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Tone Saxophone mouthpiece pitch and its relation to tone quality

PaulM

Member
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143
As a beginning player I am struggling to sound more musical in the tone department. I don't think this paper has been discussed here before, but forgive me if it has. While browsing I came across a doctoral paper designed to determine if there was a relationship between the pitch the player generated from the mouthpiece alone and the resultant tonal quality of their playing. You can find the paper here:

http://idl.ee.washington.edu/publications/HasbrookThesis.pdf

It is a scientific paper, but there's nothing too heavy in it. I found it fascinating reading. As a novice player I have to assume the methodology used and conclusions made are valid. If any more experienced players think otherwise, please put me right. I must admit I am guilty of doing some of the things the author says beginners tend to do that result in poor tone quality. If you ever needed reasons to do mouthpiece only exercises, there are some here.

I wonder if Mrs M would mind if I did some random mouthpiece practice/squeaking while we listen to tonight's Prom? Mind you with some of the pieces we've heard I'm not sure she'd notice.
 

trimmy

One day i will...
Messages
10,272
I had a quick look and for me to read that would take a while (i'm not a reader) and i know i'd rather blow my sax in the hours it would take for me to read that paper.
Something iv'e learned from this site to improve tonality is...practice long notes :thumb:
 

Nick Wyver

noisy
Subscriber
Messages
5,950
Possibly the weirdest thing about that paper is that she asked each player to produce a jazz tone and a classical tone on the same mouthpiece/reed. Even after forty odd years of playing classical/jazz/folk/rock/ska I haven't the faintest idea how I would do that.
 

aldevis

Surrealist Contributor.
Cafe Moderator
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12,125
Even after forty odd years of playing classical/jazz/folk/rock/ska I haven't the faintest idea how I would do that.
I have a similar issue, but this might be because we are not scientists.
 

jbtsax

Well-Known Member
Subscriber
Messages
8,009
I would certainly recommend Vanessa Hasbrook's study to any aspiring saxophonist. Her methodology has been found somewhat lacking by the academic scientific/acoustic community, which is reasonable since she is an educator---not a scientist.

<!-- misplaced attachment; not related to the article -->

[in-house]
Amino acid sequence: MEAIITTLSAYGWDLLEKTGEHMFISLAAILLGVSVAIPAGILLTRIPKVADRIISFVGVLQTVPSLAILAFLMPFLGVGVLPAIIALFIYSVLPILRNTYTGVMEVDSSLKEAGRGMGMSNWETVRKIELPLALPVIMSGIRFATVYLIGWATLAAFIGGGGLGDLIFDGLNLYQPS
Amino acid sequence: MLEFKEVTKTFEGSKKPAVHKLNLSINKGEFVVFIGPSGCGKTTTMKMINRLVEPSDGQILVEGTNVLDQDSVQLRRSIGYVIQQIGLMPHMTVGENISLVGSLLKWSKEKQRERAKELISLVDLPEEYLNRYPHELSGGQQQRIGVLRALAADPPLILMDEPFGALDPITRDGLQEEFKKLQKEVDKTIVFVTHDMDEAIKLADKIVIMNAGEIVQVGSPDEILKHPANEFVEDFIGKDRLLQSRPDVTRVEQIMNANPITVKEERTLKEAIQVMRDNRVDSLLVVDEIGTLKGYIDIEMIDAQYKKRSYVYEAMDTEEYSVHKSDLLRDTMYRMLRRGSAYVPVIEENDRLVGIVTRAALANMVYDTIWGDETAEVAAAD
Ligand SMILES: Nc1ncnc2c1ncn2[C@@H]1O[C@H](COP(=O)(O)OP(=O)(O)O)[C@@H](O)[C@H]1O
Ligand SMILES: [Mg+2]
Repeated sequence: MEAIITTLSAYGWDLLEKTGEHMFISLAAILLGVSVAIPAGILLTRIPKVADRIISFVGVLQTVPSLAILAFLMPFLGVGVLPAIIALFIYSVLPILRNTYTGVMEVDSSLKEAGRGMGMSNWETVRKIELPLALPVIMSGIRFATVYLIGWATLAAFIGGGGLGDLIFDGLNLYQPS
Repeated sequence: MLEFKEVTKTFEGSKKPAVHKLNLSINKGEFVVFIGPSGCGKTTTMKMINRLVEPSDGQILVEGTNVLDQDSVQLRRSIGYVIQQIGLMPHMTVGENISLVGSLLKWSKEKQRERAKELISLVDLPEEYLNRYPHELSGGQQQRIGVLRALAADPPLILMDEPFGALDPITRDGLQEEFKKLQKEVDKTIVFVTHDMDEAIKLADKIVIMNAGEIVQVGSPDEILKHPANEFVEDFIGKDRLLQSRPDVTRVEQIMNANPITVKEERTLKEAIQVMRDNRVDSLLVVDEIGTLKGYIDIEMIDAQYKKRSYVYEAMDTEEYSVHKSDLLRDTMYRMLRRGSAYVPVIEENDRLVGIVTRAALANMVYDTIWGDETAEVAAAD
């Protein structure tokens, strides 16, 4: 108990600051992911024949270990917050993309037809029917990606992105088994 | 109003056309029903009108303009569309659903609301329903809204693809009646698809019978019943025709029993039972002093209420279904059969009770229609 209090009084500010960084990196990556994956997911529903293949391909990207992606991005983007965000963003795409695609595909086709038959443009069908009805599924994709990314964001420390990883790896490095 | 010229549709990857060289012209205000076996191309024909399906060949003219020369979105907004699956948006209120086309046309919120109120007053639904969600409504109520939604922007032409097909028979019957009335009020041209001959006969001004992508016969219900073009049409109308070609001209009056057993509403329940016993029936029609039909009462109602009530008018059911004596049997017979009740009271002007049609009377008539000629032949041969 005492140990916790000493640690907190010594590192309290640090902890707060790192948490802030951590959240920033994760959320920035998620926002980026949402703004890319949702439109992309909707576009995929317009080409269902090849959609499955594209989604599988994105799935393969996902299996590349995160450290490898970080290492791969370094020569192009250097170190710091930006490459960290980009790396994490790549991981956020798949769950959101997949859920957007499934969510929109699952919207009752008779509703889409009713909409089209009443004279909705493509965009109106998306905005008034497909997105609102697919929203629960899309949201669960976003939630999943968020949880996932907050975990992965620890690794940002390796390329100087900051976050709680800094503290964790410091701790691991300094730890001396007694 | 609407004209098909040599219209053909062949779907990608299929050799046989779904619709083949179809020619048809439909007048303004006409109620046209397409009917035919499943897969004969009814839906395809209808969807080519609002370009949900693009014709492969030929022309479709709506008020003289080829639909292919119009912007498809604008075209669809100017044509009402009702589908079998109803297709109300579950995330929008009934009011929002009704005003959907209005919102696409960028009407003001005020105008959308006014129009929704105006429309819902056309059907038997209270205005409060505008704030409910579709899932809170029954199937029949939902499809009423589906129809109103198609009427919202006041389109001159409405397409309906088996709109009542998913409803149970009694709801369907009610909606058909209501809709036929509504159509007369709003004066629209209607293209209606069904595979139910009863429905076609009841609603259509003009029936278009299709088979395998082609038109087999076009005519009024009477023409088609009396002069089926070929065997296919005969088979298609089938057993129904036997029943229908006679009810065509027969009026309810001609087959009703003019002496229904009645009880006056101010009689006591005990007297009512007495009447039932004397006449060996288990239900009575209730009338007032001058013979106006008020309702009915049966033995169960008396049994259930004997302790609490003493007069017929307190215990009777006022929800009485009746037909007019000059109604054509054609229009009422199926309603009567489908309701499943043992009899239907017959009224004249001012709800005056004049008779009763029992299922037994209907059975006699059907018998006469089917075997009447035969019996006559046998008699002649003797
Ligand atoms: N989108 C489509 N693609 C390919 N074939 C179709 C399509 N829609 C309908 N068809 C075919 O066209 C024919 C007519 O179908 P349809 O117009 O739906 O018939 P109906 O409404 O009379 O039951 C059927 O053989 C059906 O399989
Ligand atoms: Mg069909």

Her paper is important in my opinion in that it highlights the difference in sound concepts between jazz and classical players and makes the point that it is the player more than the mouthpiece design that creates the sound. The study shows that while most classical players use an A=880 as the mouthpiece pitch to set their embouchure and "voicing", jazz players on the other hand may be as much as 3 whole steps lower!

Of course when playing that much lower on the mouthpiece pitch, the mouthpiece must be pushed much farther onto the cork to get up to pitch. The resultant tone quality produced by using the more "open" embouchure was shown to not only have more overtones, but stronger ones as well. It is these overtones that give the edge and power to the jazz tone that are absent in the classical sound which is more round and refined.

I have long been an advocate of teaching beginners using the pitch of the neck and mouthpiece as a reference until they have the control necessary to work with the mouthpiece alone. My own tests have shown that playing an A on my classical mouthpiece and then putting in on the neck at the "tuning spot" produces an Ab concert as does playing 1 1/2 steps lower on my jazz mouthpiece and putting that mouthpiece on its "tuning spot" a bit farther onto the cork.
 

PaulM

Member
Messages
143
Thanks for your thoughts jbtsax, very interesting.

I have long been an advocate of teaching beginners using the pitch of the neck and mouthpiece as a reference until they have the control necessary to work with the mouthpiece alone.
I hadn't realised how much expertise you need to play 880Hz or lower (and keep it steady there) on the mouthpiece alone. When I first got my sax I blew into the mouthpiece and got a moderately stable tone and thought "that'll do nicely". Now that I've checked the note on my tuner it's nearer B or Bb than A. While opening the top of my throat helps to lower the note, I really do need to practise loosening up at the mouthpiece end. No wonder the sound is so thin on the higher notes. If anyone has any tips in developing the ability to sound a stable A or lower on the mouthpiece alone, I'm all ears.

Thanks, Paul
 

jbtsax

Well-Known Member
Subscriber
Messages
8,009
If anyone has any tips in developing the ability to sound a stable A or lower on the mouthpiece alone, I'm all ears.

Thanks, Paul
- Try blowing with warm air
- Mentally aim the airstream downward
- Say "haup" when taking a breath to open the throat
- Try opening your teeth as you keep your lips tight around the mouthpiece
- Lower the back of the tongue as if singing "AHH" on the lowest note you can sing
- Practice long tones watching the second hand of a clock
 

spike

Old Indian
Messages
2,258
Here's a link to Shooshies mouthpiece exercises.

http://www.bobrk.com/saxfaq/2.6.html

I did a lot of work as a result of this, it's over ten years ago now. I found it very useful for developing tuning as well as overall tone control and development. DaveLiebmann's book is also a good source for tone development as well all aspects of your sound. The book title escapes me at present.

gruss - spike
 

visionari1

Senior Member
Messages
1,581
Thank for the various post here, must investigate more deeply


Cheers & ciao
Jimu

"Together We Create Beauty"
 
Saxholder Pro

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